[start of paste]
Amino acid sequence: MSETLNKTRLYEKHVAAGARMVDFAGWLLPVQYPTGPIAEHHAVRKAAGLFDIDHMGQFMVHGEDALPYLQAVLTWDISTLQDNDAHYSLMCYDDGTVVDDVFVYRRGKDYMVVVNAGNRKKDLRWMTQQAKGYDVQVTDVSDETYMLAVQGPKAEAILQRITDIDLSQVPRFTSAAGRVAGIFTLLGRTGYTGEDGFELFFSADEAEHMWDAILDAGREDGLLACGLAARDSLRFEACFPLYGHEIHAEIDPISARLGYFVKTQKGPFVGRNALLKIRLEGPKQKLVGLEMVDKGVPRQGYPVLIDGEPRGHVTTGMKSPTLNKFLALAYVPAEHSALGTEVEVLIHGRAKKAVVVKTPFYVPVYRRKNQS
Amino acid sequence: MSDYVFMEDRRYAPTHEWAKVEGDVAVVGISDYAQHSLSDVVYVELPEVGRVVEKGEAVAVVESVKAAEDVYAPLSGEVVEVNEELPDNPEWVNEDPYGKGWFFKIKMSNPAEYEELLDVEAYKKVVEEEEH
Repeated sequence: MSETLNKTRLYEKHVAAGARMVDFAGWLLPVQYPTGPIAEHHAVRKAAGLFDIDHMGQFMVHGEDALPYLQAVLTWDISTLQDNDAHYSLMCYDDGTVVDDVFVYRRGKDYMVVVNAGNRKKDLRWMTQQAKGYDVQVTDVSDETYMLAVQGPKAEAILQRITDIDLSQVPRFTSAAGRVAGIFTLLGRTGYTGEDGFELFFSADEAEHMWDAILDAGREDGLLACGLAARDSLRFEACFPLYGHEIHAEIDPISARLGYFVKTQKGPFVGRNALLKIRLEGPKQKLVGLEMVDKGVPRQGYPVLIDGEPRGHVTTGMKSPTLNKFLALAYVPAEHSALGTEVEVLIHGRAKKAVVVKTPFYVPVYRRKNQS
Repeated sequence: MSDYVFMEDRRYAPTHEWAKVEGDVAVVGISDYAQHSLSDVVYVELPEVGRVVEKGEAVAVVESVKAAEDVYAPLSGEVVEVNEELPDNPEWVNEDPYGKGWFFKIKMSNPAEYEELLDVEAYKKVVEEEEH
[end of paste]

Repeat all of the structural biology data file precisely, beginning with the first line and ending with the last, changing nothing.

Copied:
Amino acid sequence: MSETLNKTRLYEKHVAAGARMVDFAGWLLPVQYPTGPIAEHHAVRKAAGLFDIDHMGQFMVHGEDALPYLQAVLTWDISTLQDNDAHYSLMCYDDGTVVDDVFVYRRGKDYMVVVNAGNRKKDLRWMTQQAKGYDVQVTDVSDETYMLAVQGPKAEAILQRITDIDLSQVPRFTSAAGRVAGIFTLLGRTGYTGEDGFELFFSADEAEHMWDAILDAGREDGLLACGLAARDSLRFEACFPLYGHEIHAEIDPISARLGYFVKTQKGPFVGRNALLKIRLEGPKQKLVGLEMVDKGVPRQGYPVLIDGEPRGHVTTGMKSPTLNKFLALAYVPAEHSALGTEVEVLIHGRAKKAVVVKTPFYVPVYRRKNQS
Amino acid sequence: MSDYVFMEDRRYAPTHEWAKVEGDVAVVGISDYAQHSLSDVVYVELPEVGRVVEKGEAVAVVESVKAAEDVYAPLSGEVVEVNEELPDNPEWVNEDPYGKGWFFKIKMSNPAEYEELLDVEAYKKVVEEEEH
Repeated sequence: MSETLNKTRLYEKHVAAGARMVDFAGWLLPVQYPTGPIAEHHAVRKAAGLFDIDHMGQFMVHGEDALPYLQAVLTWDISTLQDNDAHYSLMCYDDGTVVDDVFVYRRGKDYMVVVNAGNRKKDLRWMTQQAKGYDVQVTDVSDETYMLAVQGPKAEAILQRITDIDLSQVPRFTSAAGRVAGIFTLLGRTGYTGEDGFELFFSADEAEHMWDAILDAGREDGLLACGLAARDSLRFEACFPLYGHEIHAEIDPISARLGYFVKTQKGPFVGRNALLKIRLEGPKQKLVGLEMVDKGVPRQGYPVLIDGEPRGHVTTGMKSPTLNKFLALAYVPAEHSALGTEVEVLIHGRAKKAVVVKTPFYVPVYRRKNQS
Repeated sequence: MSDYVFMEDRRYAPTHEWAKVEGDVAVVGISDYAQHSLSDVVYVELPEVGRVVEKGEAVAVVESVKAAEDVYAPLSGEVVEVNEELPDNPEWVNEDPYGKGWFFKIKMSNPAEYEELLDVEAYKKVVEEEEH